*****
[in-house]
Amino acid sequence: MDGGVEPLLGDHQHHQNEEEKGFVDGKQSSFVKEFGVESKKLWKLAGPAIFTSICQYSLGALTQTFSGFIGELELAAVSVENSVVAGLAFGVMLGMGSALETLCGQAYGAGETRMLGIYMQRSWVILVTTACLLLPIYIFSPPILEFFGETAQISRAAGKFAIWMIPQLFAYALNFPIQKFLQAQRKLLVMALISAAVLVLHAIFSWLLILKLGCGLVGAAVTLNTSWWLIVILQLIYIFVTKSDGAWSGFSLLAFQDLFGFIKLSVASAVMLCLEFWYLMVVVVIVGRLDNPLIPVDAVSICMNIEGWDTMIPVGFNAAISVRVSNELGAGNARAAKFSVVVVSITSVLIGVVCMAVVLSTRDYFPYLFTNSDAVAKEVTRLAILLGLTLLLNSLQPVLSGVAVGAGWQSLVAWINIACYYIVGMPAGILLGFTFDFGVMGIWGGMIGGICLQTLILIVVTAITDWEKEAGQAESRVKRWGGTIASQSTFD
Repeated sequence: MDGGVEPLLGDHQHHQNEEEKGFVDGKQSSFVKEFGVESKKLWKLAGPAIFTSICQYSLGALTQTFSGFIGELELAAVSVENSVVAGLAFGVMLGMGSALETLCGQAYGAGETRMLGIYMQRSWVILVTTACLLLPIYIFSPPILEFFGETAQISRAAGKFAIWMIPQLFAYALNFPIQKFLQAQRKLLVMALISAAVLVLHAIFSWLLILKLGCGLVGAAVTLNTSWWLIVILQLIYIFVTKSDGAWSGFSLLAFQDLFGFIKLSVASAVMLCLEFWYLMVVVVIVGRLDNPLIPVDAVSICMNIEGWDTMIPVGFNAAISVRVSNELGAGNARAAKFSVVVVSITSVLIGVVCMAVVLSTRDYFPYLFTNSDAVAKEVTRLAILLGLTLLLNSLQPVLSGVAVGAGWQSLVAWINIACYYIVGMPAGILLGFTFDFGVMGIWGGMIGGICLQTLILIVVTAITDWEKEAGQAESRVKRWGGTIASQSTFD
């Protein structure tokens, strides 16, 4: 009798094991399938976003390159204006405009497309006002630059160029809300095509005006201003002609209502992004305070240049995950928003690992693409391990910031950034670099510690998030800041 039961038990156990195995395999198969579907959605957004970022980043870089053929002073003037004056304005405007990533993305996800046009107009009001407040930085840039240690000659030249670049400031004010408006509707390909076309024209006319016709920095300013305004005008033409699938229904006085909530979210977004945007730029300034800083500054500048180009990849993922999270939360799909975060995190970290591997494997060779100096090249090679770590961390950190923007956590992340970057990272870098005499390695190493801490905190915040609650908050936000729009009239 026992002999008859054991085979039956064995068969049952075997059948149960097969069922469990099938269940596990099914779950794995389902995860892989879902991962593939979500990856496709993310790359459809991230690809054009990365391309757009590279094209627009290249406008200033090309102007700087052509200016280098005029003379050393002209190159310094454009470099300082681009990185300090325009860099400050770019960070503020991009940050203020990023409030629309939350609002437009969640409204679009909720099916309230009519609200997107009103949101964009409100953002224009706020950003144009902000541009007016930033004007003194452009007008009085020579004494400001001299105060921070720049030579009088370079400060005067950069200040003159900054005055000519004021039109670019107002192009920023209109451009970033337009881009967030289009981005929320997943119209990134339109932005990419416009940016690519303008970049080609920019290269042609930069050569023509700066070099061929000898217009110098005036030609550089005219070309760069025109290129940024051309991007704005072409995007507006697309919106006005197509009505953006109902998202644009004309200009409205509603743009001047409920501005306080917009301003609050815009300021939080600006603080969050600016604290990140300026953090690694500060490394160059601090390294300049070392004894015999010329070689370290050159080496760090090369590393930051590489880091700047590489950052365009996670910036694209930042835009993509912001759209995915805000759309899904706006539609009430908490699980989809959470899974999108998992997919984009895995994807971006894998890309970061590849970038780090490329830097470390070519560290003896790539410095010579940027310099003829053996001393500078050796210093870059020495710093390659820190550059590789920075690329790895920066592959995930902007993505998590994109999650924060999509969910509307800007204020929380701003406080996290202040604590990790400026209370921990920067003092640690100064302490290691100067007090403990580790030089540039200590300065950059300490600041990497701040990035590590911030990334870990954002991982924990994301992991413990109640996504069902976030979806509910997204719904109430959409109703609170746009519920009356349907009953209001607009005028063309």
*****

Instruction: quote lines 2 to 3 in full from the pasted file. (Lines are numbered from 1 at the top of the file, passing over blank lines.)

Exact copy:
Amino acid sequence: MDGGVEPLLGDHQHHQNEEEKGFVDGKQSSFVKEFGVESKKLWKLAGPAIFTSICQYSLGALTQTFSGFIGELELAAVSVENSVVAGLAFGVMLGMGSALETLCGQAYGAGETRMLGIYMQRSWVILVTTACLLLPIYIFSPPILEFFGETAQISRAAGKFAIWMIPQLFAYALNFPIQKFLQAQRKLLVMALISAAVLVLHAIFSWLLILKLGCGLVGAAVTLNTSWWLIVILQLIYIFVTKSDGAWSGFSLLAFQDLFGFIKLSVASAVMLCLEFWYLMVVVVIVGRLDNPLIPVDAVSICMNIEGWDTMIPVGFNAAISVRVSNELGAGNARAAKFSVVVVSITSVLIGVVCMAVVLSTRDYFPYLFTNSDAVAKEVTRLAILLGLTLLLNSLQPVLSGVAVGAGWQSLVAWINIACYYIVGMPAGILLGFTFDFGVMGIWGGMIGGICLQTLILIVVTAITDWEKEAGQAESRVKRWGGTIASQSTFD
Repeated sequence: MDGGVEPLLGDHQHHQNEEEKGFVDGKQSSFVKEFGVESKKLWKLAGPAIFTSICQYSLGALTQTFSGFIGELELAAVSVENSVVAGLAFGVMLGMGSALETLCGQAYGAGETRMLGIYMQRSWVILVTTACLLLPIYIFSPPILEFFGETAQISRAAGKFAIWMIPQLFAYALNFPIQKFLQAQRKLLVMALISAAVLVLHAIFSWLLILKLGCGLVGAAVTLNTSWWLIVILQLIYIFVTKSDGAWSGFSLLAFQDLFGFIKLSVASAVMLCLEFWYLMVVVVIVGRLDNPLIPVDAVSICMNIEGWDTMIPVGFNAAISVRVSNELGAGNARAAKFSVVVVSITSVLIGVVCMAVVLSTRDYFPYLFTNSDAVAKEVTRLAILLGLTLLLNSLQPVLSGVAVGAGWQSLVAWINIACYYIVGMPAGILLGFTFDFGVMGIWGGMIGGICLQTLILIVVTAITDWEKEAGQAESRVKRWGGTIASQSTFD